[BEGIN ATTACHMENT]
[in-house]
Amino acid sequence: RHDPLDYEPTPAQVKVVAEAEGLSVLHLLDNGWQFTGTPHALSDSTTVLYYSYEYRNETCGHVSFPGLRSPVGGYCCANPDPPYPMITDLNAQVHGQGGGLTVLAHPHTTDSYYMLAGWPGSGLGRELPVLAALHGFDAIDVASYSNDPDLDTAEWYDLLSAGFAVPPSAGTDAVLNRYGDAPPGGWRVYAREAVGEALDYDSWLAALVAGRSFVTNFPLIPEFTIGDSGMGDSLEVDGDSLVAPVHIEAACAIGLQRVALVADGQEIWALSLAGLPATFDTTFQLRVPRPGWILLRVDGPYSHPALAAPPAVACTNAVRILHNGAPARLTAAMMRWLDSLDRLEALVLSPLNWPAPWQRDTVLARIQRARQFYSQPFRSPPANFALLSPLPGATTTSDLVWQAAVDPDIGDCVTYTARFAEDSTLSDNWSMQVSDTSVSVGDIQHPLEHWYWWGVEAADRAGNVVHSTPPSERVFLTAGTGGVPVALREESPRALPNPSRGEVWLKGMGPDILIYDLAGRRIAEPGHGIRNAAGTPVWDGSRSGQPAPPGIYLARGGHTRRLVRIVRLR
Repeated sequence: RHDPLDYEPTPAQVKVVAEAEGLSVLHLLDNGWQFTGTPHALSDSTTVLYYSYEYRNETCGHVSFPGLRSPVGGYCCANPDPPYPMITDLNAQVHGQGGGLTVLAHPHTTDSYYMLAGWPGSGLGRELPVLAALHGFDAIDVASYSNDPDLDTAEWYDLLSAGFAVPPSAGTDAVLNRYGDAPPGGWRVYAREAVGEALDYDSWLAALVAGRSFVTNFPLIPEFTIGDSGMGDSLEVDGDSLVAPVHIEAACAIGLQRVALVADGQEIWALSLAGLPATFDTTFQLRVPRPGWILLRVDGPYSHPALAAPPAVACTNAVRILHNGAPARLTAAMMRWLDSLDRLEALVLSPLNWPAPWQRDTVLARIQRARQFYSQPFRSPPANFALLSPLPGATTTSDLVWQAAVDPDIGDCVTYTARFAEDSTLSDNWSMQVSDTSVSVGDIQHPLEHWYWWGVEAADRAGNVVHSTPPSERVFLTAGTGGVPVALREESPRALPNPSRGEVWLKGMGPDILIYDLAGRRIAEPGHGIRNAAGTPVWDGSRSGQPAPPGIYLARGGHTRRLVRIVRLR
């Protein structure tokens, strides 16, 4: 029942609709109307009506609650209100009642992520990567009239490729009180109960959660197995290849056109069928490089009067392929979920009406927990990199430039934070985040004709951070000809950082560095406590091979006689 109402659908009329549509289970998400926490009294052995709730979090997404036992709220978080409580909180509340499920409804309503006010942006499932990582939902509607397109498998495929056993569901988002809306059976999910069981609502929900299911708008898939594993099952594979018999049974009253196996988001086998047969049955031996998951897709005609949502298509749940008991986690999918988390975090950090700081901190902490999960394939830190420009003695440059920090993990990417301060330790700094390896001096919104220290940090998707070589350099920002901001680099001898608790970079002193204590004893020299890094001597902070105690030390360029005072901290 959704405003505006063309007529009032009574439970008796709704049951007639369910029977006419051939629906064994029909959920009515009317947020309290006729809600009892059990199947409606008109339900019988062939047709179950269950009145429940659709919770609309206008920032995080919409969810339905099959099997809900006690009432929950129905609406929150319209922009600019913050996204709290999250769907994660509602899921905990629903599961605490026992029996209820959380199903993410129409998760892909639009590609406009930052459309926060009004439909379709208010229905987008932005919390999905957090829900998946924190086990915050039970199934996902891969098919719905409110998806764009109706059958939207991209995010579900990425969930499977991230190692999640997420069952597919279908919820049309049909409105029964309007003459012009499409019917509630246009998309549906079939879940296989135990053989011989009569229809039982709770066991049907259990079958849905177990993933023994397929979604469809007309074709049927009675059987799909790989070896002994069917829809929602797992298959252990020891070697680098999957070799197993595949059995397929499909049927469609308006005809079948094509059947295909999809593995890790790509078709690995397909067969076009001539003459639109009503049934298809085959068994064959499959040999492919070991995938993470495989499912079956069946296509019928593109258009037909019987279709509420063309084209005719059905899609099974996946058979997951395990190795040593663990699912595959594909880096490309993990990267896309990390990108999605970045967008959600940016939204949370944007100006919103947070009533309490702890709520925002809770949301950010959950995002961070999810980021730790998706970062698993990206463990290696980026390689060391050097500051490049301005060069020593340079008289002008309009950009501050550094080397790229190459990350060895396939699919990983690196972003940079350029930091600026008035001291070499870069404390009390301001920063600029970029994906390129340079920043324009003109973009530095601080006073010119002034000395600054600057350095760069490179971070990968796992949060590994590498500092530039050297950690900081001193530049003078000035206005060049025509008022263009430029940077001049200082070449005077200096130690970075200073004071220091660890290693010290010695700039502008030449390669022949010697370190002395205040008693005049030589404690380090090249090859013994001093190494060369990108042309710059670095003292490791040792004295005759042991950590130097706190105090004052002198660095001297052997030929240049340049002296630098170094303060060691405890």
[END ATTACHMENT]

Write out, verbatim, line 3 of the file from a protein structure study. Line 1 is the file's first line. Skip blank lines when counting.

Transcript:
Repeated sequence: RHDPLDYEPTPAQVKVVAEAEGLSVLHLLDNGWQFTGTPHALSDSTTVLYYSYEYRNETCGHVSFPGLRSPVGGYCCANPDPPYPMITDLNAQVHGQGGGLTVLAHPHTTDSYYMLAGWPGSGLGRELPVLAALHGFDAIDVASYSNDPDLDTAEWYDLLSAGFAVPPSAGTDAVLNRYGDAPPGGWRVYAREAVGEALDYDSWLAALVAGRSFVTNFPLIPEFTIGDSGMGDSLEVDGDSLVAPVHIEAACAIGLQRVALVADGQEIWALSLAGLPATFDTTFQLRVPRPGWILLRVDGPYSHPALAAPPAVACTNAVRILHNGAPARLTAAMMRWLDSLDRLEALVLSPLNWPAPWQRDTVLARIQRARQFYSQPFRSPPANFALLSPLPGATTTSDLVWQAAVDPDIGDCVTYTARFAEDSTLSDNWSMQVSDTSVSVGDIQHPLEHWYWWGVEAADRAGNVVHSTPPSERVFLTAGTGGVPVALREESPRALPNPSRGEVWLKGMGPDILIYDLAGRRIAEPGHGIRNAAGTPVWDGSRSGQPAPPGIYLARGGHTRRLVRIVRLR